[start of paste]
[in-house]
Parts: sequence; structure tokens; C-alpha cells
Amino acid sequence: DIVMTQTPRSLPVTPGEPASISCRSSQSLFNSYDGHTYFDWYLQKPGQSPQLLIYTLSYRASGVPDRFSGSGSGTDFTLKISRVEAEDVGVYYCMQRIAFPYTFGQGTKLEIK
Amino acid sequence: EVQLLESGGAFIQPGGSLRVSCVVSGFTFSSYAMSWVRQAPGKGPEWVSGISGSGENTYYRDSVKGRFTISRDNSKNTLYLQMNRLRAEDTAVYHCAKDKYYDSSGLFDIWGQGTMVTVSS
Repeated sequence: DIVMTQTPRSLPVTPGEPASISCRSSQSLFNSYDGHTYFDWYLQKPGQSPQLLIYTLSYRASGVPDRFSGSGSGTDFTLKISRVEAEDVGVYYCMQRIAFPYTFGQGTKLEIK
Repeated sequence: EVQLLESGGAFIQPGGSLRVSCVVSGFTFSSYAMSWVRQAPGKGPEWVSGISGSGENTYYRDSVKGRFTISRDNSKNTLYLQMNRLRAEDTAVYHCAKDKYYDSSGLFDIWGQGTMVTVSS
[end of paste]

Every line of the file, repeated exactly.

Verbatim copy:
[in-house]
Parts: sequence; structure tokens; C-alpha cells
Amino acid sequence: DIVMTQTPRSLPVTPGEPASISCRSSQSLFNSYDGHTYFDWYLQKPGQSPQLLIYTLSYRASGVPDRFSGSGSGTDFTLKISRVEAEDVGVYYCMQRIAFPYTFGQGTKLEIK
Amino acid sequence: EVQLLESGGAFIQPGGSLRVSCVVSGFTFSSYAMSWVRQAPGKGPEWVSGISGSGENTYYRDSVKGRFTISRDNSKNTLYLQMNRLRAEDTAVYHCAKDKYYDSSGLFDIWGQGTMVTVSS
Repeated sequence: DIVMTQTPRSLPVTPGEPASISCRSSQSLFNSYDGHTYFDWYLQKPGQSPQLLIYTLSYRASGVPDRFSGSGSGTDFTLKISRVEAEDVGVYYCMQRIAFPYTFGQGTKLEIK
Repeated sequence: EVQLLESGGAFIQPGGSLRVSCVVSGFTFSSYAMSWVRQAPGKGPEWVSGISGSGENTYYRDSVKGRFTISRDNSKNTLYLQMNRLRAEDTAVYHCAKDKYYDSSGLFDIWGQGTMVTVSS